Greening Up the Military: Pentagon Purchasing Chevy Volts

Posted: Sep 14, 2012 8:03 AM

GM's Chevy Volt sales are pathetic, so the government is stepping in to give the failing car a boost.

The Pentagon is buying Chevrolet Volts to help “green up” the military—while propping up sales of the bailed-out automaker’s most politicized car.

The Department of Defense began purchasing the struggling luxury electric car, which retails at $40,000, this summer as part of its goal to purchase 1,500 such green vehicles. The Marine Corps Air Station in Miramar, Calif. purchased its first two Volts in July, and 18 more vehicles will come shortly to Joint Base Andrews in Maryland, where Air Force One is based, according to military magazine Stars and Stripes.

This isn't the first step toward "greening up" the military. The Navy has already taken steps toward a "greener" and more expensive future.

 The U.S. Navy has started going green under the direction of Obama’s Secretary of the Navy Roy Mabus. They started using a special “green fuel” for their “Great Green Fleet,” which will be tested this month while completing its Rim of the Pacific exercise. Unfortunately, this green project already reflects the worst aspects of the Obama Administration’s green agenda. The fuel being used by the “Great Green Fleet” is colossal waste of taxpayer money.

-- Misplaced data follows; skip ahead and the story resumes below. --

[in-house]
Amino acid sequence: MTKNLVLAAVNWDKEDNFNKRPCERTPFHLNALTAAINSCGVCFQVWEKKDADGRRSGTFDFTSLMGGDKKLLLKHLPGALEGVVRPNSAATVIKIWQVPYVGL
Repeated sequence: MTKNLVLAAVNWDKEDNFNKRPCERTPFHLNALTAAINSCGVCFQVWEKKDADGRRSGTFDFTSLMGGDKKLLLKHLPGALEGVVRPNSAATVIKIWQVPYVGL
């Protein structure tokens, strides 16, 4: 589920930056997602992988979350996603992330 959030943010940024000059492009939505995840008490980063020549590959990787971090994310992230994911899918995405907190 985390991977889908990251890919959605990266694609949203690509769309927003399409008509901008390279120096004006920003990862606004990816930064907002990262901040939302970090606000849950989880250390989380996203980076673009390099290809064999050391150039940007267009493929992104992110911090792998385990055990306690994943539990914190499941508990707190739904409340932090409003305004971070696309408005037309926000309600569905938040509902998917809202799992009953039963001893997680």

The standard aviation fuel used by the Navy $3.60 a gallon. The “green fuel,” made from things like algae, chicken fat, and seeds, costs $26 a gallon.

And then of course there is the Air Force, which is shelling out $59 per gallon in taxpayer money for biofuel after receiving stimulus funds.

The U.S. Air Force spent $59 per gallon on biofuels for a demonstration last month intended to show the promise of the alternative energy source. That’s more than double what the U.S. Navy spent as part of its so-called Great Green Fleet demonstration.

The total cost for the 11,000 gallons of synthetic jet fuel from Gevo Inc., a Colorado-based company, amounts to $639,000.

For its demonstration, Navy officials spent $12 million on 450,000 gallons of fuel, or approximately $26 a gallon. Combining the fuel with petroleum in a 50-50 mixture reduces the cost per gallon to around $15, more than four times the cost of petroleum alone. The company providing the Navy’s biofuel, Solazyme, was a recipient of stimulus grant funding.

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